RPE stands for Rate of Perceived Exertion. Sounds fancy, but it’s actually quite simple and a concept everyone is familiar with. It’s a scale that is used to measure the effort when you’re exercising, what people commonly know as intensity. When someone says that a set was really intense, they mean the set was really hard. But by definition, intensity means the percentage of your 1rep max, not the actual effort you put in into a set. RPE is the rating of your feeling of effort during a set.
This isn’t a new concept. The original RPE scale was introduced by Gunnar Borg on a scale of 6-20, but it was mostly applied to clinical diagnosis and it wasn’t very practical to strength training (1). The first person to ever mention RPE in a strength training context was Mel Siff in his “Supertraining” book. However it still didn’t offer any precise, methodological way of actually measuring it and applying it. (2)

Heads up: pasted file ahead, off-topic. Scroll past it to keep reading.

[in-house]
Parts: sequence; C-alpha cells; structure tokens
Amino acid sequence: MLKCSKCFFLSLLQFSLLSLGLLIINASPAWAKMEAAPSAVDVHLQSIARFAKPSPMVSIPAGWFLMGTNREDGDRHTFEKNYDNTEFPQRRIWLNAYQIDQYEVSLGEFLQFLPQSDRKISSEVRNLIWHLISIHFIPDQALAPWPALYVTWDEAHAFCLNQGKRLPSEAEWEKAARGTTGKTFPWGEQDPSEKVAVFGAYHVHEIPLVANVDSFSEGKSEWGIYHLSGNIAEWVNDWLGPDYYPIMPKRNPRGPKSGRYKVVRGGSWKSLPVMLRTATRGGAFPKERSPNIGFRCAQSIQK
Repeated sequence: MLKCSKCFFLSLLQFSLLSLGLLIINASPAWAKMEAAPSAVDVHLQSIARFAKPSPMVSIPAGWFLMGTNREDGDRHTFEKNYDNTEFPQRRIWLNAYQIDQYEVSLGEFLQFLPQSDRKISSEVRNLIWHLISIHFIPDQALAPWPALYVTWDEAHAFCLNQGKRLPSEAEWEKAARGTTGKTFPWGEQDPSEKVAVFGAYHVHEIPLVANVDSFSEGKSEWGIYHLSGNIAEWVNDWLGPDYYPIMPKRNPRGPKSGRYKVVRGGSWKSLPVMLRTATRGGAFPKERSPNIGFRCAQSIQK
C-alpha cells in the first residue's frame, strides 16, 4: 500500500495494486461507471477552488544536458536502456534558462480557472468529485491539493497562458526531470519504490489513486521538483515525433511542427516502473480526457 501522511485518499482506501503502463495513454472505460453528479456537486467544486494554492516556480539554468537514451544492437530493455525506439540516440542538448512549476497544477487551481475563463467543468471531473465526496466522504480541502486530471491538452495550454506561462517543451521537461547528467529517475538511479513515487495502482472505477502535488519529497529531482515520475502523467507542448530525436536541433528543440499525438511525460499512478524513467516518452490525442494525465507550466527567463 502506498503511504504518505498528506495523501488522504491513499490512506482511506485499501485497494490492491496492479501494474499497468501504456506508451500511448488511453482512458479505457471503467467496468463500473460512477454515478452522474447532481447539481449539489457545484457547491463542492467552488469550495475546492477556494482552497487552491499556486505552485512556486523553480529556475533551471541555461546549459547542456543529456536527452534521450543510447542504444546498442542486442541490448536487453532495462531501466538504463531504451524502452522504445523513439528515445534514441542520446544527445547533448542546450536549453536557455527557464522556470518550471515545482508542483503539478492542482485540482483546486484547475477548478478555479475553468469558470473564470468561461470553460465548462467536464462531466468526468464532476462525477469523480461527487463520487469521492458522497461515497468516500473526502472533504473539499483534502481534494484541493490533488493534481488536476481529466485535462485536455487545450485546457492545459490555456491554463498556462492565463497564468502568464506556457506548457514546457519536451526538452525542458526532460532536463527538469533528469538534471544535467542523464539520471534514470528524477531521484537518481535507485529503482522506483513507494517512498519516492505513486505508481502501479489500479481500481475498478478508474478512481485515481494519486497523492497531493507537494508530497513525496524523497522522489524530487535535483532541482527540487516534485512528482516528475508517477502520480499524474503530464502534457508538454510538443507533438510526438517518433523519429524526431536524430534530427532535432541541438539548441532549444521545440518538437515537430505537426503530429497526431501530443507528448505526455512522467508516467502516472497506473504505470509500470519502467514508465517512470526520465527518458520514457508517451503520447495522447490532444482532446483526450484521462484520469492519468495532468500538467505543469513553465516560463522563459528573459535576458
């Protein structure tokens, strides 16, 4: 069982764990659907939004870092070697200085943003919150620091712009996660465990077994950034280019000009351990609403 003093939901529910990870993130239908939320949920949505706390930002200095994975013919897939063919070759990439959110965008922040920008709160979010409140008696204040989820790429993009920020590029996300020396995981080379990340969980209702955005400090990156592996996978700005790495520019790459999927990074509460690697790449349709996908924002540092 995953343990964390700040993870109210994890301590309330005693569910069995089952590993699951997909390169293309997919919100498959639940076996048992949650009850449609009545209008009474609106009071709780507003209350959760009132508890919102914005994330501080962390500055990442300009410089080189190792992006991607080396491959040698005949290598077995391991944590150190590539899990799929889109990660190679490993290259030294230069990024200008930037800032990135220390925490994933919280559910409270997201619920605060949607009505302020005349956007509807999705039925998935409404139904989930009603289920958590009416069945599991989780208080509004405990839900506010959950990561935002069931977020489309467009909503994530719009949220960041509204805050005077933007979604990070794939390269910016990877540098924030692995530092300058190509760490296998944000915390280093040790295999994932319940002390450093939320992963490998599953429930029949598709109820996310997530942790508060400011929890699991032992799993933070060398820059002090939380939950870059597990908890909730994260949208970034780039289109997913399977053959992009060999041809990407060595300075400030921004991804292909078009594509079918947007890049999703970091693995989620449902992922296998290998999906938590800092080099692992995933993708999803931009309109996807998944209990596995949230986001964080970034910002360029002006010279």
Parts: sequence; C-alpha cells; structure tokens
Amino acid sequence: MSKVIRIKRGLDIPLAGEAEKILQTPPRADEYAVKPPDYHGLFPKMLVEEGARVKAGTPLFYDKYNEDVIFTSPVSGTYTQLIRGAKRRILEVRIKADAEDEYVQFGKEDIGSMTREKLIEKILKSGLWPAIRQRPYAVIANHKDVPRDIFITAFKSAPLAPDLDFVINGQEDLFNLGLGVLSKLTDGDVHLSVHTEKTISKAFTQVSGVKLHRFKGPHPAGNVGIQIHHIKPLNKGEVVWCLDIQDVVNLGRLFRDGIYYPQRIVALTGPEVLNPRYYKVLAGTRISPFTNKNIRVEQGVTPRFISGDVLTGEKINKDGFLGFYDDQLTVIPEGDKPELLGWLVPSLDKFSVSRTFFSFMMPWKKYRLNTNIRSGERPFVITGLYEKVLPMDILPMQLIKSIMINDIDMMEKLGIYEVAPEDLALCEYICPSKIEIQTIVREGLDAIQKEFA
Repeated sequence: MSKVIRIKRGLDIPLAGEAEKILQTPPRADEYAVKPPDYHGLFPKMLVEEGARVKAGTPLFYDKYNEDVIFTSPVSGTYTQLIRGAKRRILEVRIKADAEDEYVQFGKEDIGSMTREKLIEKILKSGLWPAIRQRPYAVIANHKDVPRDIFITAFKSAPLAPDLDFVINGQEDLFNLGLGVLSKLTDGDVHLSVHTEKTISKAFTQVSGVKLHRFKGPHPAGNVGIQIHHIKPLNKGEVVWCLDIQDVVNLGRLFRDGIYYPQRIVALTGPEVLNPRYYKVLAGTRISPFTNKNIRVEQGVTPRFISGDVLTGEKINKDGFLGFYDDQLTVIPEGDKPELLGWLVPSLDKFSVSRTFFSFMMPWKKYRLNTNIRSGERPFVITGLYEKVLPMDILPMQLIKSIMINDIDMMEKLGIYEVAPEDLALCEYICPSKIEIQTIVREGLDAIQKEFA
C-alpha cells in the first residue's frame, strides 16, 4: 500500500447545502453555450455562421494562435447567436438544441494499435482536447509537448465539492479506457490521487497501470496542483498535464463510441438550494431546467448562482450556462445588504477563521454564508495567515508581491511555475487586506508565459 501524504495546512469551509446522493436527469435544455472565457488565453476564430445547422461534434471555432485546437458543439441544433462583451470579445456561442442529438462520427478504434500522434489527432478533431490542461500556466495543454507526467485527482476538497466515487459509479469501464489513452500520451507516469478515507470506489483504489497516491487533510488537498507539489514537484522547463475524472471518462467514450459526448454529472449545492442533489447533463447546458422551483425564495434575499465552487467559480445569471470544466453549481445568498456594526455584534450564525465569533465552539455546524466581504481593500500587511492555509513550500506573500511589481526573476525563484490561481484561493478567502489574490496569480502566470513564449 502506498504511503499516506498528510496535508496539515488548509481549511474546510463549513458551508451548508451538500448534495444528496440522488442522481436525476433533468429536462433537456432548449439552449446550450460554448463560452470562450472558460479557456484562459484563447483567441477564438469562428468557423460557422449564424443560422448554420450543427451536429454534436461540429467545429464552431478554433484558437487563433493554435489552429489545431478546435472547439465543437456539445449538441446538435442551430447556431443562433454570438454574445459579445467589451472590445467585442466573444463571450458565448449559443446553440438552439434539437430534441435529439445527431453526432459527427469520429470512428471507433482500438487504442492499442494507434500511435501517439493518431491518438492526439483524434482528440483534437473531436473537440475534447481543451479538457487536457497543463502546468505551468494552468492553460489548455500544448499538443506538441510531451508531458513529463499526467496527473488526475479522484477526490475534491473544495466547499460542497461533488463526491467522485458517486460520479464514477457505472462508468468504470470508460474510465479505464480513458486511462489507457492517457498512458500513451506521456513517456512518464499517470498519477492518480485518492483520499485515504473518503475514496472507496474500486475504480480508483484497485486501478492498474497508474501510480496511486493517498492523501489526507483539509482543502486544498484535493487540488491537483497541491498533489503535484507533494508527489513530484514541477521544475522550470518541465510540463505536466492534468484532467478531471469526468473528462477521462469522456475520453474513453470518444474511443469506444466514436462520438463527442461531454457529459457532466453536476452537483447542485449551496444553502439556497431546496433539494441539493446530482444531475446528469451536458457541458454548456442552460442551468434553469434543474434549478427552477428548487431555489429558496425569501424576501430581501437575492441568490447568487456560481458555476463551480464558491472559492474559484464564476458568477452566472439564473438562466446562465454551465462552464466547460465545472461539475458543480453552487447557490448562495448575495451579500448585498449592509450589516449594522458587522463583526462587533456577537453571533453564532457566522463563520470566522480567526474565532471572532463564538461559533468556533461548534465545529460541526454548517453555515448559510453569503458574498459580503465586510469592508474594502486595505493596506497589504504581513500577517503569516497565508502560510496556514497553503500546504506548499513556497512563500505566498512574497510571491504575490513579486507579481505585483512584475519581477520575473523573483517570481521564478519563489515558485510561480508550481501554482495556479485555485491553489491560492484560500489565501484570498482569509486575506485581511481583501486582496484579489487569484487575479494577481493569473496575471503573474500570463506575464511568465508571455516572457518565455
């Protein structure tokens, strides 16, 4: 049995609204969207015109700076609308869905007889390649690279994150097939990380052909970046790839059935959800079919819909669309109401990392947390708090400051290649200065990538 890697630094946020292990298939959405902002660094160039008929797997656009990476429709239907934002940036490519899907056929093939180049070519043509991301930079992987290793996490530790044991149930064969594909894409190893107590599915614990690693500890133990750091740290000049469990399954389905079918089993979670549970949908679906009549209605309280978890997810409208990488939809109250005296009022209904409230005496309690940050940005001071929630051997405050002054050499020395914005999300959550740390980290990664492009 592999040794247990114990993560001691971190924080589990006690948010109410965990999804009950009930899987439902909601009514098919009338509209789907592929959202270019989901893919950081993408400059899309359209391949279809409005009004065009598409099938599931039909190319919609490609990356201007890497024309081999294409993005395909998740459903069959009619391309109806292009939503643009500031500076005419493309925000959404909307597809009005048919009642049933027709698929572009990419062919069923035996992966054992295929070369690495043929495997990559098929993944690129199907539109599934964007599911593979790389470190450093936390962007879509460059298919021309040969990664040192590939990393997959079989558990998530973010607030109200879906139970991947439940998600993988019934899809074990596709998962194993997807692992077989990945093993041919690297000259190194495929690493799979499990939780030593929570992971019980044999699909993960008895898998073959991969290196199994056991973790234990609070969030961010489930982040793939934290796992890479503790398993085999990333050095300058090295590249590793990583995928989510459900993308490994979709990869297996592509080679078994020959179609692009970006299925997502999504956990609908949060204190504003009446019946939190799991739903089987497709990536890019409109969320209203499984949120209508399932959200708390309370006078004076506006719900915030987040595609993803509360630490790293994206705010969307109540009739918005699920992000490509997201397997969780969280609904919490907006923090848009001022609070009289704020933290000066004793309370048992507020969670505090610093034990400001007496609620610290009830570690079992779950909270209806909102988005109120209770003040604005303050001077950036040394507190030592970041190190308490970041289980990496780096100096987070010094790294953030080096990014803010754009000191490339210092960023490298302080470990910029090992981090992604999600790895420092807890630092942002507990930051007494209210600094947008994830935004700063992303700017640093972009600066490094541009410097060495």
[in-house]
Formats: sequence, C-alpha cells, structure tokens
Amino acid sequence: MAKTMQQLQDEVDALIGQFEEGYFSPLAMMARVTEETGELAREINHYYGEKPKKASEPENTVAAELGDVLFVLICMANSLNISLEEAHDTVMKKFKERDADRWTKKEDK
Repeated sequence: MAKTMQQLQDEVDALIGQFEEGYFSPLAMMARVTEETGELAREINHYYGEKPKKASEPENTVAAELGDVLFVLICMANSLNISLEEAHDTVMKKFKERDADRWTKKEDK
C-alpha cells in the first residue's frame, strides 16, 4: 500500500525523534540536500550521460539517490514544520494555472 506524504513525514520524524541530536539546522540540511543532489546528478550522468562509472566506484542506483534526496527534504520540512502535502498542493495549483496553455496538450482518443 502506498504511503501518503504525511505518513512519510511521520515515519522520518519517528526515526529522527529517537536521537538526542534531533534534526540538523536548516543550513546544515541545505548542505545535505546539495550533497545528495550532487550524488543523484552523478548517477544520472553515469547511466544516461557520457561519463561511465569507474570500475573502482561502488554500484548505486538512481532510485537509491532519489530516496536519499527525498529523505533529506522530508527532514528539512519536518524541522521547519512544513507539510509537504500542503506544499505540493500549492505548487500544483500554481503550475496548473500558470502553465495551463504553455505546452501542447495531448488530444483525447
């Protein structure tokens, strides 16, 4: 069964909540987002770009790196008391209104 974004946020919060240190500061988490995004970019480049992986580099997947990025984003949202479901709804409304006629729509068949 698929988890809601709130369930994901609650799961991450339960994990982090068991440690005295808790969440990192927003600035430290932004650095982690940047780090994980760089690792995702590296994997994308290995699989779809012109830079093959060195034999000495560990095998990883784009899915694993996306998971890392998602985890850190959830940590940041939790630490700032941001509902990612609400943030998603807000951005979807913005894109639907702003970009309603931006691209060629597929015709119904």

That above came with Mike Tuchscherer in 2005. Not only is Mike an amazing lifter (totaled [email protected]) with several World Records, but also an extraordinary coach, guiding over a dozen competitors at the world championships, and multiple world record holders in Powerlifting. And every single one of his clients uses his RPE system.
Mike Tuchscherer wrote a full book dedicated to the method of RPE training, called “The Reactive Training Manual”. It gives auto-regulating templates, teaches you how to track your training, how to manage stress and fatigue, how to program each cycle, and much more. It’s a wonderful resource to understand the philosophy of auto-regulation and how to apply it to your own training. Unfortunately, that book is out-dated, since Tuchscherer’s views changed over the years, and he kept adapting and improving his methods.
In more classic programs, your lifts are per-calculated based on a previous max or estimated max. That is great in theory, but the big problem with this is that in the specific day you’re lifting, your daily max is different than the max you did or calculated weeks ago. Stress, sleep, food intake, even the time of the day will impact your lifting. You might be calculating your lifts based on a 400lb squat you did 5 weeks ago, but if you tried it today, you’d only get 380lb. So when you go to lift something that is based on a max 20lb higher than you can actually do… you’re going to have a bad time.